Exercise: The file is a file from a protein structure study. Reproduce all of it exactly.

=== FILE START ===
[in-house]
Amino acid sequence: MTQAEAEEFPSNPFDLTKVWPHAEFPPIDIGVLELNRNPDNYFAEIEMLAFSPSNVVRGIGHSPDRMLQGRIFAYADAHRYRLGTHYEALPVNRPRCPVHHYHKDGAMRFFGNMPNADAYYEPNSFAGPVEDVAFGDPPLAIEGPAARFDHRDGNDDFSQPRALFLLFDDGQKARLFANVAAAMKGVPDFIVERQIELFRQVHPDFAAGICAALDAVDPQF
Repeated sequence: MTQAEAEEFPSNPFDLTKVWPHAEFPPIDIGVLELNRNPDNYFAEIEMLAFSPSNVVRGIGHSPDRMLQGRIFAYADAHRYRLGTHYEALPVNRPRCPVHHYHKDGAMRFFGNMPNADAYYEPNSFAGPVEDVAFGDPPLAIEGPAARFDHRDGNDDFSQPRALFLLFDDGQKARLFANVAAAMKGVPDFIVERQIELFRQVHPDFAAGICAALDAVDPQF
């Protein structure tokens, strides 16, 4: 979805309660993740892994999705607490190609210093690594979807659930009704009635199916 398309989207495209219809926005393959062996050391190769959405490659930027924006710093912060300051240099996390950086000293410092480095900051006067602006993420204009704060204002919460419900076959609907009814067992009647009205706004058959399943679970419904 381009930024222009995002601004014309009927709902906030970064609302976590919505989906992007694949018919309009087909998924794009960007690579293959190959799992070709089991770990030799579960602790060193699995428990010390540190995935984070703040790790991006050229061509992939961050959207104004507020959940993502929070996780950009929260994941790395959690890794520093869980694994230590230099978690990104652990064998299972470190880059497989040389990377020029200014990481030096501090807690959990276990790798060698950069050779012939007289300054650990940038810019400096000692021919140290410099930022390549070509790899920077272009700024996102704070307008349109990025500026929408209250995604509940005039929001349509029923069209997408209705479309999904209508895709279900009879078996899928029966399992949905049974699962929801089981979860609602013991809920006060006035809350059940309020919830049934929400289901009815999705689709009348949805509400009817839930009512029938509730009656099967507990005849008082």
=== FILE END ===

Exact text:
[in-house]
Amino acid sequence: MTQAEAEEFPSNPFDLTKVWPHAEFPPIDIGVLELNRNPDNYFAEIEMLAFSPSNVVRGIGHSPDRMLQGRIFAYADAHRYRLGTHYEALPVNRPRCPVHHYHKDGAMRFFGNMPNADAYYEPNSFAGPVEDVAFGDPPLAIEGPAARFDHRDGNDDFSQPRALFLLFDDGQKARLFANVAAAMKGVPDFIVERQIELFRQVHPDFAAGICAALDAVDPQF
Repeated sequence: MTQAEAEEFPSNPFDLTKVWPHAEFPPIDIGVLELNRNPDNYFAEIEMLAFSPSNVVRGIGHSPDRMLQGRIFAYADAHRYRLGTHYEALPVNRPRCPVHHYHKDGAMRFFGNMPNADAYYEPNSFAGPVEDVAFGDPPLAIEGPAARFDHRDGNDDFSQPRALFLLFDDGQKARLFANVAAAMKGVPDFIVERQIELFRQVHPDFAAGICAALDAVDPQF
């Protein structure tokens, strides 16, 4: 979805309660993740892994999705607490190609210093690594979807659930009704009635199916 398309989207495209219809926005393959062996050391190769959405490659930027924006710093912060300051240099996390950086000293410092480095900051006067602006993420204009704060204002919460419900076959609907009814067992009647009205706004058959399943679970419904 381009930024222009995002601004014309009927709902906030970064609302976590919505989906992007694949018919309009087909998924794009960007690579293959190959799992070709089991770990030799579960602790060193699995428990010390540190995935984070703040790790991006050229061509992939961050959207104004507020959940993502929070996780950009929260994941790395959690890794520093869980694994230590230099978690990104652990064998299972470190880059497989040389990377020029200014990481030096501090807690959990276990790798060698950069050779012939007289300054650990940038810019400096000692021919140290410099930022390549070509790899920077272009700024996102704070307008349109990025500026929408209250995604509940005039929001349509029923069209997408209705479309999904209508895709279900009879078996899928029966399992949905049974699962929801089981979860609602013991809920006060006035809350059940309020919830049934929400289901009815999705689709009348949805509400009817839930009512029938509730009656099967507990005849008082």